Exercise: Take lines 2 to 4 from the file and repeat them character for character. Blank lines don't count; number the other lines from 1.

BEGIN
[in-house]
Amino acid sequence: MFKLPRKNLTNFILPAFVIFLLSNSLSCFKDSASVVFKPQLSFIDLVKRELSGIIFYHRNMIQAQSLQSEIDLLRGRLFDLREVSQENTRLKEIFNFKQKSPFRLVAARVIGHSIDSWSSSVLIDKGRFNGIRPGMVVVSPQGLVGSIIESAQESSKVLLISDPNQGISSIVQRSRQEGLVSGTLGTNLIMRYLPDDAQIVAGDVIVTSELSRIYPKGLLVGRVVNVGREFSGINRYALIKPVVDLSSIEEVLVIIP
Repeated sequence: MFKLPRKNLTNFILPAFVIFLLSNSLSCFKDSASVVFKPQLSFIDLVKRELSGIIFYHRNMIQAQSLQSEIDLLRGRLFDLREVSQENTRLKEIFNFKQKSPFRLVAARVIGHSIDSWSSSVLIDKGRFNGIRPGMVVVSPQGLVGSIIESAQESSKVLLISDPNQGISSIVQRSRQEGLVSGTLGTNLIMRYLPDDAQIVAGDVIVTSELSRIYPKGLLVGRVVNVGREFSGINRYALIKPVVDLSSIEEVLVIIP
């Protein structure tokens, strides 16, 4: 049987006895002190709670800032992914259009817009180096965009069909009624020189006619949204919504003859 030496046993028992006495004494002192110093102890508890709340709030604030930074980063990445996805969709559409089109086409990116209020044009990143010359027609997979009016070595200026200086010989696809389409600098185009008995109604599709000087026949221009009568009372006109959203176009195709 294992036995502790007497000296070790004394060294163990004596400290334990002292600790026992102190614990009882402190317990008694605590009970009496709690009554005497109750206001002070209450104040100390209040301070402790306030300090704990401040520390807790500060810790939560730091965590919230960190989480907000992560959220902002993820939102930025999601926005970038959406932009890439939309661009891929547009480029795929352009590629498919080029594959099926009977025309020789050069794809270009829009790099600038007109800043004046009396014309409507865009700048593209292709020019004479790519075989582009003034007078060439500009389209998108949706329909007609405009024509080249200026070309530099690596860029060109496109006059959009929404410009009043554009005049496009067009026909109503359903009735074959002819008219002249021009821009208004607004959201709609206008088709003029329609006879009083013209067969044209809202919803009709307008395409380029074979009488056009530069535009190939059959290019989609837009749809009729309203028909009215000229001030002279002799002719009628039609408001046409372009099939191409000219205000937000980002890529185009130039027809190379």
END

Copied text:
Amino acid sequence: MFKLPRKNLTNFILPAFVIFLLSNSLSCFKDSASVVFKPQLSFIDLVKRELSGIIFYHRNMIQAQSLQSEIDLLRGRLFDLREVSQENTRLKEIFNFKQKSPFRLVAARVIGHSIDSWSSSVLIDKGRFNGIRPGMVVVSPQGLVGSIIESAQESSKVLLISDPNQGISSIVQRSRQEGLVSGTLGTNLIMRYLPDDAQIVAGDVIVTSELSRIYPKGLLVGRVVNVGREFSGINRYALIKPVVDLSSIEEVLVIIP
Repeated sequence: MFKLPRKNLTNFILPAFVIFLLSNSLSCFKDSASVVFKPQLSFIDLVKRELSGIIFYHRNMIQAQSLQSEIDLLRGRLFDLREVSQENTRLKEIFNFKQKSPFRLVAARVIGHSIDSWSSSVLIDKGRFNGIRPGMVVVSPQGLVGSIIESAQESSKVLLISDPNQGISSIVQRSRQEGLVSGTLGTNLIMRYLPDDAQIVAGDVIVTSELSRIYPKGLLVGRVVNVGREFSGINRYALIKPVVDLSSIEEVLVIIP
């Protein structure tokens, strides 16, 4: 049987006895002190709670800032992914259009817009180096965009069909009624020189006619949204919504003859 030496046993028992006495004494002192110093102890508890709340709030604030930074980063990445996805969709559409089109086409990116209020044009990143010359027609997979009016070595200026200086010989696809389409600098185009008995109604599709000087026949221009009568009372006109959203176009195709 294992036995502790007497000296070790004394060294163990004596400290334990002292600790026992102190614990009882402190317990008694605590009970009496709690009554005497109750206001002070209450104040100390209040301070402790306030300090704990401040520390807790500060810790939560730091965590919230960190989480907000992560959220902002993820939102930025999601926005970038959406932009890439939309661009891929547009480029795929352009590629498919080029594959099926009977025309020789050069794809270009829009790099600038007109800043004046009396014309409507865009700048593209292709020019004479790519075989582009003034007078060439500009389209998108949706329909007609405009024509080249200026070309530099690596860029060109496109006059959009929404410009009043554009005049496009067009026909109503359903009735074959002819008219002249021009821009208004607004959201709609206008088709003029329609006879009083013209067969044209809202919803009709307008395409380029074979009488056009530069535009190939059959290019989609837009749809009729309203028909009215000229001030002279002799002719009628039609408001046409372009099939191409000219205000937000980002890529185009130039027809190379």